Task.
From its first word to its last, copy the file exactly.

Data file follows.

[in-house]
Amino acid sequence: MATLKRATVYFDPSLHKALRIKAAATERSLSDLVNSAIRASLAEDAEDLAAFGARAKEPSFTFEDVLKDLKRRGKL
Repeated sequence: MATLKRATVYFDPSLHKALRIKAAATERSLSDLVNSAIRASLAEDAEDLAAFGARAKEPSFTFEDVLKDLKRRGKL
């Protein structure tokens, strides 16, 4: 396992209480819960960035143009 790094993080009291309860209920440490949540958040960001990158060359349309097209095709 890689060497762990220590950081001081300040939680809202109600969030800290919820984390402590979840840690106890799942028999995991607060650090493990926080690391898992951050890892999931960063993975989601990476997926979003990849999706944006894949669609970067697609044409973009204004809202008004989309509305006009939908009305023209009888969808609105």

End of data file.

[in-house]
Amino acid sequence: MATLKRATVYFDPSLHKALRIKAAATERSLSDLVNSAIRASLAEDAEDLAAFGARAKEPSFTFEDVLKDLKRRGKL
Repeated sequence: MATLKRATVYFDPSLHKALRIKAAATERSLSDLVNSAIRASLAEDAEDLAAFGARAKEPSFTFEDVLKDLKRRGKL
């Protein structure tokens, strides 16, 4: 396992209480819960960035143009 790094993080009291309860209920440490949540958040960001990158060359349309097209095709 890689060497762990220590950081001081300040939680809202109600969030800290919820984390402590979840840690106890799942028999995991607060650090493990926080690391898992951050890892999931960063993975989601990476997926979003990849999706944006894949669609970067697609044409973009204004809202008004989309509305006009939908009305023209009888969808609105």